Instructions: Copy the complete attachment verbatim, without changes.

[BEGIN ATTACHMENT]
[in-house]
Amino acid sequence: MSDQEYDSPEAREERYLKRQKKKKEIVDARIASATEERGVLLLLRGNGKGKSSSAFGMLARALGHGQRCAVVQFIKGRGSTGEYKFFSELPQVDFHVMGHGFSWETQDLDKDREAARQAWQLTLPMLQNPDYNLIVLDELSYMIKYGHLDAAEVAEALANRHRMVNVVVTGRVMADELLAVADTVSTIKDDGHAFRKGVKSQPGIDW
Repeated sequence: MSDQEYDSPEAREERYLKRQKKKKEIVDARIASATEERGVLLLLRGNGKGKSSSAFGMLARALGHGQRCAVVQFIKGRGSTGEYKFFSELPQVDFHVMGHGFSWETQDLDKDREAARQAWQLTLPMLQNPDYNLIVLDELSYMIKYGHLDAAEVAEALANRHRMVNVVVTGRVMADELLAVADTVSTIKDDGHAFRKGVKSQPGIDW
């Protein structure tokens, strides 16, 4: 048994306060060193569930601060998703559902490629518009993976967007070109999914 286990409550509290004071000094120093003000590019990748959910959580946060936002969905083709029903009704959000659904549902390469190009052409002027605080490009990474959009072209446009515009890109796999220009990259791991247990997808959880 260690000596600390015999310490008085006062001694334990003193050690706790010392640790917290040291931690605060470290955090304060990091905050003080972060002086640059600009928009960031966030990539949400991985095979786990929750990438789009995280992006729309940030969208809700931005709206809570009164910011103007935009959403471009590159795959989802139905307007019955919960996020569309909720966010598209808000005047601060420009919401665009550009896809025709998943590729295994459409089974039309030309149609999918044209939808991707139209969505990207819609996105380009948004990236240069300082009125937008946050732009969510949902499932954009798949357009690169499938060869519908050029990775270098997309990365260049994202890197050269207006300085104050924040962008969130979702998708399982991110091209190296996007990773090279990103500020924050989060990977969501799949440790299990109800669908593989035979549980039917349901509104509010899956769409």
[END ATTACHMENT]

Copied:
[in-house]
Amino acid sequence: MSDQEYDSPEAREERYLKRQKKKKEIVDARIASATEERGVLLLLRGNGKGKSSSAFGMLARALGHGQRCAVVQFIKGRGSTGEYKFFSELPQVDFHVMGHGFSWETQDLDKDREAARQAWQLTLPMLQNPDYNLIVLDELSYMIKYGHLDAAEVAEALANRHRMVNVVVTGRVMADELLAVADTVSTIKDDGHAFRKGVKSQPGIDW
Repeated sequence: MSDQEYDSPEAREERYLKRQKKKKEIVDARIASATEERGVLLLLRGNGKGKSSSAFGMLARALGHGQRCAVVQFIKGRGSTGEYKFFSELPQVDFHVMGHGFSWETQDLDKDREAARQAWQLTLPMLQNPDYNLIVLDELSYMIKYGHLDAAEVAEALANRHRMVNVVVTGRVMADELLAVADTVSTIKDDGHAFRKGVKSQPGIDW
């Protein structure tokens, strides 16, 4: 048994306060060193569930601060998703559902490629518009993976967007070109999914 286990409550509290004071000094120093003000590019990748959910959580946060936002969905083709029903009704959000659904549902390469190009052409002027605080490009990474959009072209446009515009890109796999220009990259791991247990997808959880 260690000596600390015999310490008085006062001694334990003193050690706790010392640790917290040291931690605060470290955090304060990091905050003080972060002086640059600009928009960031966030990539949400991985095979786990929750990438789009995280992006729309940030969208809700931005709206809570009164910011103007935009959403471009590159795959989802139905307007019955919960996020569309909720966010598209808000005047601060420009919401665009550009896809025709998943590729295994459409089974039309030309149609999918044209939808991707139209969505990207819609996105380009948004990236240069300082009125937008946050732009969510949902499932954009798949357009690169499938060869519908050029990775270098997309990365260049994202890197050269207006300085104050924040962008969130979702998708399982991110091209190296996007990773090279990103500020924050989060990977969501799949440790299990109800669908593989035979549980039917349901509104509010899956769409």